National Geographic : 1943 Jul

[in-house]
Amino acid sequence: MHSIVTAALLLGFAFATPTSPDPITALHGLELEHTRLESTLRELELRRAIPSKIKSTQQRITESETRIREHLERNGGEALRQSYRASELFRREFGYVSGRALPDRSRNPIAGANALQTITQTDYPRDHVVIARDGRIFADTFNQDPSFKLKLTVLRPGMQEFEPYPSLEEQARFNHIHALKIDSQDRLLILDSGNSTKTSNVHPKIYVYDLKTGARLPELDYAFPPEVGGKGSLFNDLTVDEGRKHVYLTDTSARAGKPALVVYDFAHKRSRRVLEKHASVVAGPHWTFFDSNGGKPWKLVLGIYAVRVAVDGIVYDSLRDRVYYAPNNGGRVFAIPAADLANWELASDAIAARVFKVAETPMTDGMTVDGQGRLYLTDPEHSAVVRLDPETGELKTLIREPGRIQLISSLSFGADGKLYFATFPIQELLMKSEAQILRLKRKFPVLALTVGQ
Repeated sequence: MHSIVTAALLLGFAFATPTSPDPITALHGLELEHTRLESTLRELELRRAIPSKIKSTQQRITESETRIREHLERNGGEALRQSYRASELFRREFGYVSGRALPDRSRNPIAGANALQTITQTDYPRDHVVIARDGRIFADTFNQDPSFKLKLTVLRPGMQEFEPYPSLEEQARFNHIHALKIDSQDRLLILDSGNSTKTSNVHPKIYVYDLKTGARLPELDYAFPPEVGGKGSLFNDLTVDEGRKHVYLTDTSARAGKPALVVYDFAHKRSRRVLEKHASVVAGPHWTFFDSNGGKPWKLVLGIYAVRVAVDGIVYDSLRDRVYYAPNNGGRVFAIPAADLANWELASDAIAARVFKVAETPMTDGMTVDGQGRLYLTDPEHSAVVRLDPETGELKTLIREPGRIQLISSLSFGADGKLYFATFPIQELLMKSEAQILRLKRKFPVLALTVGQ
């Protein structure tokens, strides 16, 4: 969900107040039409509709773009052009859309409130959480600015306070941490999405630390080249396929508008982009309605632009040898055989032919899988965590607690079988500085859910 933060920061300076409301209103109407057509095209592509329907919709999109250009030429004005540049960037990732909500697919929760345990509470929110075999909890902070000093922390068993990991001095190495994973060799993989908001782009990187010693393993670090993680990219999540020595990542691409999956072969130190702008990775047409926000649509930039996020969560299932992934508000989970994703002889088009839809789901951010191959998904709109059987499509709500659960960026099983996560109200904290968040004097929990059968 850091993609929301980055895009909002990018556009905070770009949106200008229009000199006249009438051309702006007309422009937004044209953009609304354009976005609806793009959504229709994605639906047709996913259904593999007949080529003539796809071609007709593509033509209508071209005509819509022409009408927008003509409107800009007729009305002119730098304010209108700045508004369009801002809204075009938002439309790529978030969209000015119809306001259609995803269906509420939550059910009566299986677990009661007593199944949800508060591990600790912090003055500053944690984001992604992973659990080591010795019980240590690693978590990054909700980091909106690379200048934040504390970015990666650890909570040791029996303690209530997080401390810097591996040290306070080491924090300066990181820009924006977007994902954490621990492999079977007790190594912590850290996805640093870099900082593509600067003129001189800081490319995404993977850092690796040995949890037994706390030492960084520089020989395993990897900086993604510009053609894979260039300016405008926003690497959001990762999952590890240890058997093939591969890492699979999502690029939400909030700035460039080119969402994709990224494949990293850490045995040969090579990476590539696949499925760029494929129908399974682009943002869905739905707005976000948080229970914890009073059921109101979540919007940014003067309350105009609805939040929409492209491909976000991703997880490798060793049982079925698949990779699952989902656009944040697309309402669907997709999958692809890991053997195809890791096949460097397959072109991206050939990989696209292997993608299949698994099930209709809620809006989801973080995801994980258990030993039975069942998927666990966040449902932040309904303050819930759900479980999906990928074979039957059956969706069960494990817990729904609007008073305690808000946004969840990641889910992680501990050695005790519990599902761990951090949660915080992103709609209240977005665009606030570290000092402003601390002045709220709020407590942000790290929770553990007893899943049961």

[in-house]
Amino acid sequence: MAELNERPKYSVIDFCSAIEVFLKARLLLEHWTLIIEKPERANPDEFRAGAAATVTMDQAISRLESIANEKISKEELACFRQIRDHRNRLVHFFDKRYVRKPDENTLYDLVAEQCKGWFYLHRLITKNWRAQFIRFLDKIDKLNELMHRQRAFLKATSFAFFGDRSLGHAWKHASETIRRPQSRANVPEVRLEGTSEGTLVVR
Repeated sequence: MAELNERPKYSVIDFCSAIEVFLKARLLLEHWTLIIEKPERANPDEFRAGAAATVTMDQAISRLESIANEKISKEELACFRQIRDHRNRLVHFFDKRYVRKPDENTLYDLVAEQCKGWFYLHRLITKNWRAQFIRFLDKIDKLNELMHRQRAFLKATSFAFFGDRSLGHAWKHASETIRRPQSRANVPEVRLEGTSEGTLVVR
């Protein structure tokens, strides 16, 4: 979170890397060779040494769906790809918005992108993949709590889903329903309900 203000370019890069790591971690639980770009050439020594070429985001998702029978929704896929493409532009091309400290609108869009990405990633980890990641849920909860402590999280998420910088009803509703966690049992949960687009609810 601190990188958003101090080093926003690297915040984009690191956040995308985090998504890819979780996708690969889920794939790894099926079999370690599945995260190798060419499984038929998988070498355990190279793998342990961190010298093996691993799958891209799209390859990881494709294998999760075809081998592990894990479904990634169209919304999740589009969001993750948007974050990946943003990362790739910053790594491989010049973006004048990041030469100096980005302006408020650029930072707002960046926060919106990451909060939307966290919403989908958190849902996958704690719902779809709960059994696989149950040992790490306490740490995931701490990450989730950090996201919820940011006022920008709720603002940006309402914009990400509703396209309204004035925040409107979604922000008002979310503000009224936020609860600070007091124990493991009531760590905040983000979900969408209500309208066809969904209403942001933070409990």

The National Geographic Magazine Spanish forts remain here and there. Oran is too busy to pay much attention to them. Next to Algiers, Oran is the chief port of Algeria. Passing on through Algeria, the country, al though it lies east of Morocco, is far more modern than the "Extreme West-land." The French have been here since 1830. When Americans First Visited Algiers But the Americans were here before that! Doughboys who have recently seen for the first time Algiers' splendid Boulevard de la Republique, built over the roofs of vast warehouses that flank the harbor, may not have realized that Americans paid a visit to Algiers when it was the most notorious hellhole on the Barbary Coast. In fact, they had much to do with changing its character. For about three centuries the corsairs of Barbary-so called because it was the land of the Berbers-had terrorized the seas. Long before the Italians conceived of the Mediter ranean as their own sea, the Barbary States had the same idea, the only difference be ing that they made it work. They closed the Mediterranean and put up a ticket booth at the entrance. Tribute was the admission fee. England paid nearly $300, 000 a year so that her ships might be immune from attack. France paid a million francs a year, besides many rich presents. Holland, Sweden, and Spain also paid heavily. The young and weak American nation had, for a time, no choice but to follow suit. Up to 1802 more than two million dollars of American money went as tribute to the four Barbary powers. Even this blood money did not insure safety. Ships and cargoes were confiscated. Crews and passengers were thrown into vile prisons and held for ransom. The prisons of this city alone were built to accommodate 20,000 Europeans and Americans, and were full. Thousands starved to death or died of disease. The powers maintained special con suls in Algiers and Tunis for the express pur pose of conducting ransom negotiations. In thousands of cases the required ransom was not forthcoming. Then the white prison ers were put on the slave block and sold to the highest bidder. It is estimated that, in all, 600,000 Christians were enslaved. The descendants of American slaves may be found in North Africa today. Cervantes was a slave for more than five years. The pirates extended their depredations to the Atlantic. They responded to a threat from the British fleet by boldly announcing that they would land in England and drag Englishmen out of their beds. They went ashore at Penzance and kidnaped 60 men. They raided the town of Baltimore in County Cork and made off with more than 200 Irish men, who were sold at auction on the Bar bary Coast. They even ravaged the coast towns of Iceland. When Capt. William Bainbridge of the U. S. Navy took the customary "presents" to the Dey of Algiers in 1800, the Dey ordered him to run an errand for him to Constantinople. "The English, French, and Spanish captains have always done this service for me," said the Dey. "You also pay me tribute, and you also are my slaves." The American captain had to obey or lose his ship. Decatur Refuses to Pay Tribute But American patience was wearing thin. The showdown came when in 1815 Com modore Decatur with an American squadron defeated the Algerian squadron near Carta gena, Spain, then boldly entered the harbor of Algiers and sent word to the Dey that there would be no more tribute. The Dey, unim pressed, demanded a gift of powder for his fleet. "You shall have the powder," replied De catur, "but the balls go with it." He prepared to demolish the city. The Dey surrendered. He signed a treaty ending the slavery of Americans and renouncing all demands for tribute in the future. A year later Britain exacted a similar treaty. Depredations on other shipping continued, but were ended once and for all when the chief victim, France, took control of the country in 1830. Algiers has since become another Marseille -up to a certain point. That point lies be tween the sparkling, modern, broad-streeted harbor city and the hillside native town. The latter's narrow balcony-shaded alleys twist upward through the half gloom to the moldering citadel where the Dey used to hold court and suspend the heads of executed Christians and criminals over its gate. Algiers is now more than half European.* But a short motor ride will take you up into the near-by Djurdjura Mountains where the people, who live in tiny red-roofed vil lages on the very peaks, are largely untouched either by Frenchman or Arab. They are Kabyles, of Berber stock. In the purest types the skin is rosy and the com plexion fair. They are as agile as their own * See "White City of Algiers," by GORDON CASSERLY, NATIONAL GEOGRAPHIC MAGAZINE, February, 1928.